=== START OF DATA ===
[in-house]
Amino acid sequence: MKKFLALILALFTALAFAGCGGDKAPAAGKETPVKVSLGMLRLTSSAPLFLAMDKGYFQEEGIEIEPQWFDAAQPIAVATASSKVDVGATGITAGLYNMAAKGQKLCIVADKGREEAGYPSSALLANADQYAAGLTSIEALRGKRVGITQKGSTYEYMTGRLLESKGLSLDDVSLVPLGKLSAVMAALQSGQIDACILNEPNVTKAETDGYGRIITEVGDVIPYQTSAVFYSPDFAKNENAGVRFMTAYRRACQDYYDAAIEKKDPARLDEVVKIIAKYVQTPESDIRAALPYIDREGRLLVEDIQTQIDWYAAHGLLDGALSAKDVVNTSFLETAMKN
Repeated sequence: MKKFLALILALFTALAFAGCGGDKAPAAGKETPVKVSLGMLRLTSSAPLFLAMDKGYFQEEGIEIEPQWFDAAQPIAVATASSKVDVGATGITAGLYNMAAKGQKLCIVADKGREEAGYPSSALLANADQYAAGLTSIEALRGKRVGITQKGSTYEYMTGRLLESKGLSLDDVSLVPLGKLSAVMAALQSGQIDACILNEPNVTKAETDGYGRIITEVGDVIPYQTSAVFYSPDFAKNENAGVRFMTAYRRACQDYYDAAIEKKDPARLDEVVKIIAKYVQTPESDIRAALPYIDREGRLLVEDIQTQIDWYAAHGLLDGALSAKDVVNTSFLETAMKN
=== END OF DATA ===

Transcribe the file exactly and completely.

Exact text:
[in-house]
Amino acid sequence: MKKFLALILALFTALAFAGCGGDKAPAAGKETPVKVSLGMLRLTSSAPLFLAMDKGYFQEEGIEIEPQWFDAAQPIAVATASSKVDVGATGITAGLYNMAAKGQKLCIVADKGREEAGYPSSALLANADQYAAGLTSIEALRGKRVGITQKGSTYEYMTGRLLESKGLSLDDVSLVPLGKLSAVMAALQSGQIDACILNEPNVTKAETDGYGRIITEVGDVIPYQTSAVFYSPDFAKNENAGVRFMTAYRRACQDYYDAAIEKKDPARLDEVVKIIAKYVQTPESDIRAALPYIDREGRLLVEDIQTQIDWYAAHGLLDGALSAKDVVNTSFLETAMKN
Repeated sequence: MKKFLALILALFTALAFAGCGGDKAPAAGKETPVKVSLGMLRLTSSAPLFLAMDKGYFQEEGIEIEPQWFDAAQPIAVATASSKVDVGATGITAGLYNMAAKGQKLCIVADKGREEAGYPSSALLANADQYAAGLTSIEALRGKRVGITQKGSTYEYMTGRLLESKGLSLDDVSLVPLGKLSAVMAALQSGQIDACILNEPNVTKAETDGYGRIITEVGDVIPYQTSAVFYSPDFAKNENAGVRFMTAYRRACQDYYDAAIEKKDPARLDEVVKIIAKYVQTPESDIRAALPYIDREGRLLVEDIQTQIDWYAAHGLLDGALSAKDVVNTSFLETAMKN